Archive for July, 2008« Previous Entries
Care to piggyback a quartet of Russian film festivals? It’s much easier than you can imagine. Though a bit like playing the roulette table at Las Vegas. These days, your odyssey on a Russian summer festival circuit begins at the Russian Pavilion in the Marché du Film at Cannes. Newly opened, and serving as an [...]
Stroll through the lower level of the Palais des Festivals at the Cannes film festival, and you bump into the Ecumenical Jury Stand – prominently positioned on the corner of Row 13. Throughout the festival, the stand is a beehive of activity. Respected by critics and filmmakers alike, the Ecumenical Jury has been part and [...]
After sitting through some pretty heavy entries in the official program during the first few days of the Cannes festival, the chance to enjoy some side-splitting belly laughs during the opening night presentation of Rumba (Belgium/France, 2008)) in the International Week of the Critics was welcomed, to say the least. Directed by a veteran Belgian [...]
As films about women’s prison’s go, Pablo Trapero’s Leonera (Lion’s Den) (Argentine/Brazil/South Korea, 2008) doesn’t offer much new, save that this one in Buenos Aires is only for pregnant women whose children are about to be born. This factor alone lends Lion’s Den extra, and welcomed, authenticity in an otherwise familiar genre.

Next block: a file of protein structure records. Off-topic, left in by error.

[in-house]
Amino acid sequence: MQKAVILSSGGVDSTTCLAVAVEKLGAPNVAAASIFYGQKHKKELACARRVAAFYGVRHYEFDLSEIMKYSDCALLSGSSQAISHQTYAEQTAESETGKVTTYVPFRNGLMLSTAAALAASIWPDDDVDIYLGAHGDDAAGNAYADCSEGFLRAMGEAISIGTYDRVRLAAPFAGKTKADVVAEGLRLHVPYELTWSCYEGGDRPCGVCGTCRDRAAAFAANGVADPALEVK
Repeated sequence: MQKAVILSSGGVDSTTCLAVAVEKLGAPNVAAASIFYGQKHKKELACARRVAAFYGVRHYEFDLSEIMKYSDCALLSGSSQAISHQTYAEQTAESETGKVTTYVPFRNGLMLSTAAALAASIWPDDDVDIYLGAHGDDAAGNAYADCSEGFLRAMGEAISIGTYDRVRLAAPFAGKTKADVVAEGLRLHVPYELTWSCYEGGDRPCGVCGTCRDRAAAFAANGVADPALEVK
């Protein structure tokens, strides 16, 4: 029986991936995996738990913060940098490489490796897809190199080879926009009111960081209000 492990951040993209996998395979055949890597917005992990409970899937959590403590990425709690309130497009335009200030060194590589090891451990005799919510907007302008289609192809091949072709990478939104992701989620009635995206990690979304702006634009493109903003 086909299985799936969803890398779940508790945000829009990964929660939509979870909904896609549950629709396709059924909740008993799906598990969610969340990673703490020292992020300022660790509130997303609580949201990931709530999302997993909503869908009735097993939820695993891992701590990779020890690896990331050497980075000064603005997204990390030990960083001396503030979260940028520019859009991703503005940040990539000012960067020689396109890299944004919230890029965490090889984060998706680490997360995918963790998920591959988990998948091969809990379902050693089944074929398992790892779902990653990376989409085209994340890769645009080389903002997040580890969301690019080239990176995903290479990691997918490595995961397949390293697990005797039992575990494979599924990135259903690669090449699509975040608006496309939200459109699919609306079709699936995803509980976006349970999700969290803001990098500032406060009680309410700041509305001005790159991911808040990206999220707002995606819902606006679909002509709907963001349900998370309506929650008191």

Take a book by a Portuguese Nobel Prize winning author (José Saramago), an Oscar-nominated Brazilian director (Fernando Meirelles), and a four-time Oscar nominated actress (Julianne Moore), plus a dozen rather well known actors in supporting roles (Mark Ruffalo, Danny Glover, Gael Garcia Bernal, Alice Braga), and the mix seemed right for the opening night at [...]
Awarded the Golden Reel and International Critics Prize at the Hungarian Film Week in Budapest last February, Kornel Mundruczo’s Delta (Hungary/France/Germany, 2008) arrived at Cannes as a front runner for Palme d’Or laurels. To say nothing of the director’s career as a rising auteur linked directly to the good graces of this festival.
The most talked about film at Cannes, Matteo Garrone’s Gomorrah (Gomorra) (Italy, 2008) is based on the non-fiction bestseller with the same title written by Roberto Saviano about the inner workings of the Camorra mafia in Naples. Indeed, since the book’s publication, author-researcher Roberto Saviano has been living under police guard.
An antiwar film of the first rank, Ari Folman’s Waltz with Bashir (Israel/France/Germany/USA, 2008) tackles a tabu theme seldom treated in Israeli media. Programmed in the competition at Cannes, this feature-length animated documentary chronicles Israeli complicity in the June 1982 massacre of Palestinian civilians by Lebanese Phalangists in the Beirut refugee camps of Sabra and [...]
Critically acclaimed in the French press as one of the key directors in the “new” nouvelle vague – along with Luc Besson, Leos Carax, Claire Denis, and Olivier Assayas – Arnaud Desplechin rose to the top of that list when his Un Conte de Noël (A Christmas Tale) (France, 2008) was screened at Cannes [...]
For many Cannes critics, Jean-Pierre and Luc Dardenne’s were an odds-on favorite for top festival laurels with the promising Le Silence de Lorna (Lorna’s Silence) (Belgium/France/Italy/Germany, 2008). And one can surmise from some inside reports that the Belgian brothers team worked hard to find the proper thematic material to become the first to score a hat trick [...]« Previous Entries